Ivorian refugees in Liberia: We feel human again
Polou is a 26 year old Ivorian, and a single mother of six young children. She fled Ivory Coast in May, seeking refuge in south eastern Liberia when rebels attacked the village where she lived with her children and two sisters.
“My community was attacked by armed militia late in the evening. There was gun fire all over the village. Very loud continuous firing that we had never witnessed before,” recounts Polou.
“We were very frightened. There were no men in my house, only three women and the six children. We left the house and started running not knowing where we were going. We joined other women.”
Polou and her family spent three nights in the bush without food and water, sleeping on the ground.
On the third day, hungry and thirsty and needing to change their clothes, they decided to return home. They hoped that the militia would have left their village. However, half way back they were advised not to return home. The militia were still there, looting and killing innocent civilians. Polou was told that everyone in her village had either fled or was killed.
She then decided to join the other women and head for the border with Liberia. “My grandmother lived in Bargblor in Liberia. So I decided to walk there with the hope that I could find her,” she said. Unfortunately when Polou arrived, her grandmother had passed away. “But I met her sister who hosted us,” she said.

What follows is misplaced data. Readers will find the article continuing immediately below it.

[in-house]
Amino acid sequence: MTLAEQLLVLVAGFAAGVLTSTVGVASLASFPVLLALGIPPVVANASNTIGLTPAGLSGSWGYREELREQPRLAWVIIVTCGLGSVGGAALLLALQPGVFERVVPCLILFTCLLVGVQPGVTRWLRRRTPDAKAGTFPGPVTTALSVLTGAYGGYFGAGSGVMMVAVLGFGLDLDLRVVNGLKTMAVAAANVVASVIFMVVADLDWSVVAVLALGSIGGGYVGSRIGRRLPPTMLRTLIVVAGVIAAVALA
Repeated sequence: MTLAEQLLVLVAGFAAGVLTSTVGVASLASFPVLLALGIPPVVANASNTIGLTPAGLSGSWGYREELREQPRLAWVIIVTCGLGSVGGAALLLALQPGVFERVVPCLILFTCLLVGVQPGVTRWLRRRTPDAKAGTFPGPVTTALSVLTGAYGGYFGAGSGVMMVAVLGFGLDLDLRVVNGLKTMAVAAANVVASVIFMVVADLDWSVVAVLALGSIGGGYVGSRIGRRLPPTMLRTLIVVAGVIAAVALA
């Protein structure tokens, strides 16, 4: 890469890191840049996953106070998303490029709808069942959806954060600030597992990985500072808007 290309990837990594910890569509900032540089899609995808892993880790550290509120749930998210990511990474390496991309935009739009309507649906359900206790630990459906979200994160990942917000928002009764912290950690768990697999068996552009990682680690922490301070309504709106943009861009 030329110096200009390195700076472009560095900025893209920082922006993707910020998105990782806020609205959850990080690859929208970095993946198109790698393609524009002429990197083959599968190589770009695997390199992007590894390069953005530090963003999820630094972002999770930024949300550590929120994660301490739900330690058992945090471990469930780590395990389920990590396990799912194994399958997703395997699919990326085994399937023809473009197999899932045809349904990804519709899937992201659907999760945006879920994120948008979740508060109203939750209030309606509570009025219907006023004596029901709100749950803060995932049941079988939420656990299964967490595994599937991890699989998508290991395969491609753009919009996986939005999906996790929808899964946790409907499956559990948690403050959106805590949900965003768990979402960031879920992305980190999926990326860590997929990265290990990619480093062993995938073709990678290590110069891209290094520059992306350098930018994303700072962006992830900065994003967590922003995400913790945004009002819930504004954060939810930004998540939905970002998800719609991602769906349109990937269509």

“I am happy now. But so many people, especially children, died on the way. They had no food to eat and were not able to walk continuously for three days.”
My children survived, but three of them are very sick and are still in hospital.
Refugees are arriving in Liberia nine months after the conflict started without any belongings, traumatised, exhausted, hungry and often sick. Communities in the south east of Liberia have been generous to the refugees. People have offered accommodation and food, making them welcome, partly as a gesture of reciprocation for the hospitality extended to Liberians during its civil war. Local residents have opened their houses, sheltering families at considerable sacrifice.
Polou appreciates this sacrifice and thanks her hosts. When asked whether she plans to return to Ivory Coast soon, Polou said:
I will stay here, in the host community as people are generous and great with me and I feel safe.
In May and June, CARE distributed items to refugees living in the community, including jerry cans, bath and laundry soap, mosquito nets, sanitary towels, sleeping mats. Polou has benefited from CARE’s relief distribution. She is very happy with the items and especially the clothing. “They are nice and good quality. I arrived here without any additional clothes except what I wore when I left home that evening. Now I have clothing - I can store water in jerry cans, cook food for my children in proper pots, and eat on my own plates.”
Thanks CARE for making us feel like human beings again.
Indonesia earthquakes: afraid to go homeThousands across Lombok, Indonesia, are sleeping in tents following a series of earthquakes and...CARE South Sudan's Richard James-Koma reflects on his experience of working in the humanitarian aid sector...